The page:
One Man’s N=1 Experiment Comparing Lower- Versus Moderate-Carb Diet For His Diabetes

Use the search box to find the recipe for this low-carb avocado chicken soup

Use the search box to find the recipe for this low-carb avocado chicken soup

Read his amazingly detailed post at Diatribe. Adam, who has type 1 diabetes, figured out during his college days that eating no more that 30 grams of carbs at a time was “a complete gamechanger” for improving his blood sugars. He experimented on himself to see if there was a difference between his usual lower-carb diet (146 grams/day) versus 313 grams/day.

A quote:

To my utter surprise, both diets resulted in the same average glucose and estimated A1c. But there were major tradeoffs:

The higher-carb, whole-grain diet caused four times as much hypoglycemia, an extra 72 minutes per day spent high, and required 34% more insulin. (A less healthy high-carb diet would have been far worse.)

Doubling my daily carbs also added much more effort and produced far more feelings of exhaustion and diabetes failure. It was not fun at all, and the added roller coaster, or glycemic variation, from all the extra carbs made it more dangerous.

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I think the lower-carb approach is healthier over the long run. Check with your own healthcare provider before making any drastic change in your diabetic diet.

Steve Parker, M.D.

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2 responses to “One Man’s N=1 Experiment Comparing Lower- Versus Moderate-Carb Diet For His Diabetes

  1. Hi Dr. Parker,
    I am prediabetic, with normal postprandial BS, but mildly elevated FBS. (105-120). I am also probably 30 pounds overweight and mildly insulin resistant.
    I have been following the KMD for almost 4 weeks now. Not the exact plan in the Cordoba study, but your modified plan including 1 ounce nuts, up to 3 ounces cheese, etc. Rarely, I drink red wine. I love the olive oil! I keep to 1500 kcal/day and religiously weigh and track my food on an app called lose it, eating no more than 30 grams of total CHO per day, I monitor my BS 4x/day and check for urinary ketones 2x/day. I like to bio-hack and watch for results. I am sorry to say, I barely can achieve ketosis, fall out of it easily, feel crappy, gained 2 pounds and my blood sugars are now worse….fasting the same but 90 minute postprandials elevated. Maybe I need to cut back on protein…although only getting about 25% calories from protein.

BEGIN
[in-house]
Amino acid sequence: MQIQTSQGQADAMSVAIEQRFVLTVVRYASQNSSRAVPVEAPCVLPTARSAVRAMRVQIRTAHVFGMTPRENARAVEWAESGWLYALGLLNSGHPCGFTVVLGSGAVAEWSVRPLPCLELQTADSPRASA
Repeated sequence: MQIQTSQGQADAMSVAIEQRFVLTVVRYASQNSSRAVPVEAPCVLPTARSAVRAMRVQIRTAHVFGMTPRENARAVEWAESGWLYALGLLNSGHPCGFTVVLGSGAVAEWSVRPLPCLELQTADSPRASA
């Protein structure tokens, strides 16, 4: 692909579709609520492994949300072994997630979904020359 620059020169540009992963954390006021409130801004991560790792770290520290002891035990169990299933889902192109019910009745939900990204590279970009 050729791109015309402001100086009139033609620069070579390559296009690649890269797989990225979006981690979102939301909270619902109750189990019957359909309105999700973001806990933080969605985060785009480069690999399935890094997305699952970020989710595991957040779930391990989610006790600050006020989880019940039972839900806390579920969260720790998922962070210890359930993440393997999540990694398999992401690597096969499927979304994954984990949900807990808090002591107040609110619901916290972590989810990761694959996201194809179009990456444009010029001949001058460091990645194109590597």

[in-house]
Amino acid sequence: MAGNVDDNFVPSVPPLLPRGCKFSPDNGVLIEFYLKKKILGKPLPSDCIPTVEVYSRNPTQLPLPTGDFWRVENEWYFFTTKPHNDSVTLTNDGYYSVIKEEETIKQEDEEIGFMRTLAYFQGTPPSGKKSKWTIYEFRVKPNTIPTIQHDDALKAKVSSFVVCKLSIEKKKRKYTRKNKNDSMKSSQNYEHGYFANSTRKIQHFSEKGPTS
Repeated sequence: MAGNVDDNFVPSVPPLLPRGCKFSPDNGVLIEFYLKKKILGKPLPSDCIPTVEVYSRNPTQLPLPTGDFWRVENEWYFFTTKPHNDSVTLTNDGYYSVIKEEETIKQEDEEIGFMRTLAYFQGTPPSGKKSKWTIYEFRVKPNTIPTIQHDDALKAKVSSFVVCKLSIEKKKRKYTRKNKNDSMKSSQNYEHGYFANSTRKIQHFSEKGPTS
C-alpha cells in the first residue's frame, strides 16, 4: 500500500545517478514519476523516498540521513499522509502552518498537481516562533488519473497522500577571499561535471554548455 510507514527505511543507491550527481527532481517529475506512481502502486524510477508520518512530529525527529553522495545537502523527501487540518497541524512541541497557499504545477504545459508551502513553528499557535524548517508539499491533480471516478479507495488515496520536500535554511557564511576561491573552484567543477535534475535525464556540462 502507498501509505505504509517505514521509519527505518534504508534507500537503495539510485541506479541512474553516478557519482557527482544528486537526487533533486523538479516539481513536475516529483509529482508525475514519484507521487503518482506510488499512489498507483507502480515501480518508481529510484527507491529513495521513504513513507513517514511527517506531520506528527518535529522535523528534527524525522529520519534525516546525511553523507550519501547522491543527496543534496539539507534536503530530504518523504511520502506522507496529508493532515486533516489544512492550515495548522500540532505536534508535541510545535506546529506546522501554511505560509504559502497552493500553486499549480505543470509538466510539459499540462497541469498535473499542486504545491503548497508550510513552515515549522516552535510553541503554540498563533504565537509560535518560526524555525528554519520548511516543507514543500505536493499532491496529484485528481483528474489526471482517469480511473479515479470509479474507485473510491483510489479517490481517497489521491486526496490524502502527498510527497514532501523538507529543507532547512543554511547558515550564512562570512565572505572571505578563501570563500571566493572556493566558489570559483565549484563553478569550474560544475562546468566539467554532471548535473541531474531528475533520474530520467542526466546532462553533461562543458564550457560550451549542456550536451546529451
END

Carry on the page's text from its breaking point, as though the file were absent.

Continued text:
I have been sleuthing online and come to the conclusion all the saturated fat from coconut oil, grass fed beef, butter and cheese is actually causing central insulin and leptin resistance in the hypothalamus. That is well established in rat models.

    I plan on cutting most of the saturated fat, but see the diet will become very boring and difficult toachieve ketosis if 80% of calories will have to come only from olives, olive oil, flax, avocadoes, macademia nuts. Have you seen this phenomenon before? Could a wholefoods plant based diet be more effective for folks who seem genetically predisposed to dificulty in switching to fat burning? SOmething like ornish or Ma-Pi diet? Once I run out of shiritaki noodles and finish my full f weeks I might do a crossover study and and eat macrobiotically for a 4 weeks and see how I do.

    Anyway, thanks for your blog, I think science is stumbling towards a future when we can really personalize diet recommendations based on genotype and phenotypic expression.

    • Hello, Claire.
      I apologize for my delay in approving your comment for public viewing. I’ve been too busy at the hospital over the last month.
      I don’t have an explanation for your lack of results on the Ketogenic Mediterranean Diet. Clearly, it’s not for everybody. I like your proposed dietary changes and the fact you monitor yourself. You seem very intelligent.
      Are you exercising? If you have to choose either aerobic or resistance training, I’d go with resistance.
      I’d love to hear back from you as you find something that works. My email is steveparkermd At Gmail dot com.